The subsistence ecology of Venezuelan Cuiva foragers during the early dry season is described. Data on diet, time allocation, demography, and physical measurements are presented. Analyses show that the Cuiva depend primarily on game and wild roots during the early dry season for their subsistence. Sex differentials in productive efficiency, total contribution to the diet, and time allocation to food acquisition and other activities are also examined. As in most other foraging societies, men specialize in hunting while women specialize in gathering. During the early dry season, men provide more calories than women and are the more efficient food producers. However, men spend slightly less time than women in food acquisition. Demographic data show that child mortality rates, female infertility rates, female infanticide rates, and the sex ratio among juveniles are high in the Cuiva population. Comparisons between the patterns found among the Cuiva and other foraging populations are made.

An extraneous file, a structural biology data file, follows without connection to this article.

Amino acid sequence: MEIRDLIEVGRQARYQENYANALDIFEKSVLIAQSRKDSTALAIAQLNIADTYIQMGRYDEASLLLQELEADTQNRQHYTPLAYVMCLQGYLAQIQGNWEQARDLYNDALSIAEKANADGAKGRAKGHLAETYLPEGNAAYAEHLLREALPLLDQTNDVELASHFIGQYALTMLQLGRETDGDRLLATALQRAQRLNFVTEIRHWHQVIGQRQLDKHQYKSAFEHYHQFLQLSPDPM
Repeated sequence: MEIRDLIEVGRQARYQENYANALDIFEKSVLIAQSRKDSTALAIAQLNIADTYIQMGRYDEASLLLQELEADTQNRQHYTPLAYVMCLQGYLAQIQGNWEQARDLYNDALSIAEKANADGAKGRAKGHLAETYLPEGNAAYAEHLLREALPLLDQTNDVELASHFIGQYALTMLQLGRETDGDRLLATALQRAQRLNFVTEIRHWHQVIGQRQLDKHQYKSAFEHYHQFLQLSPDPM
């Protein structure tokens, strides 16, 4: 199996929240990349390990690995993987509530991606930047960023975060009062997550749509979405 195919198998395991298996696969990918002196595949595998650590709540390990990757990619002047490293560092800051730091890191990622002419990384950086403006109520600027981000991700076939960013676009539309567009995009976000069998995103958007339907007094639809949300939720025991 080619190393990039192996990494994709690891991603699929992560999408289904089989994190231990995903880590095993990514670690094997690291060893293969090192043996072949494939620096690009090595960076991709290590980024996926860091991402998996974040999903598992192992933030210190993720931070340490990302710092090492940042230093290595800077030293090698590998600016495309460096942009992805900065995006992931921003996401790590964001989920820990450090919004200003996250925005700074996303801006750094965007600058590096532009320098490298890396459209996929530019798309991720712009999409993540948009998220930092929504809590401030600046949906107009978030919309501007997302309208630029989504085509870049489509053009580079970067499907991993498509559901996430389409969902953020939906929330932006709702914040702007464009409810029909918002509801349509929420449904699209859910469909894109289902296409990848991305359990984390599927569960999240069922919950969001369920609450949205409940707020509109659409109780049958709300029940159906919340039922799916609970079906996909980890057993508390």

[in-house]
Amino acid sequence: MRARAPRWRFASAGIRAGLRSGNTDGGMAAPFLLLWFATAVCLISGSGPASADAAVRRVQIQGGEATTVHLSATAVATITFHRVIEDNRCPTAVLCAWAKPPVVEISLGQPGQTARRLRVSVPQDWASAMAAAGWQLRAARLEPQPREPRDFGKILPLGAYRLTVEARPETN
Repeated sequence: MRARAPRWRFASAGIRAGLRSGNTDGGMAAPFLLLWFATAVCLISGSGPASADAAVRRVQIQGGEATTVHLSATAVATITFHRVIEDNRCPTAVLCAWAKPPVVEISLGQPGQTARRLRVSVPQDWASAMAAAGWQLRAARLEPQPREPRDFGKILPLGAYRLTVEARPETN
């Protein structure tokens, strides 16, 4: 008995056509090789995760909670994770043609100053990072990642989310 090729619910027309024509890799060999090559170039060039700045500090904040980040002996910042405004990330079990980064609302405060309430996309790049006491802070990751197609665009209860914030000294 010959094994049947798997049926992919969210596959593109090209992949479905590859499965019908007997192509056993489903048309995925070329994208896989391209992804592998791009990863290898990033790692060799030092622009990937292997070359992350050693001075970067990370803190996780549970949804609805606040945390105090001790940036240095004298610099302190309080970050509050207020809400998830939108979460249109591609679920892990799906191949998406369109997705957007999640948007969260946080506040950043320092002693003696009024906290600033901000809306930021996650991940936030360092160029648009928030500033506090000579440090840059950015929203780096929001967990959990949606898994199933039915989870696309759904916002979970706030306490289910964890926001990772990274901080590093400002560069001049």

- the sexual division of labor
- time allocation
ASJC Scopus subject areas
- Arts and Humanities (miscellaneous)
- Environmental Science (miscellaneous)
- Sociology and Political Science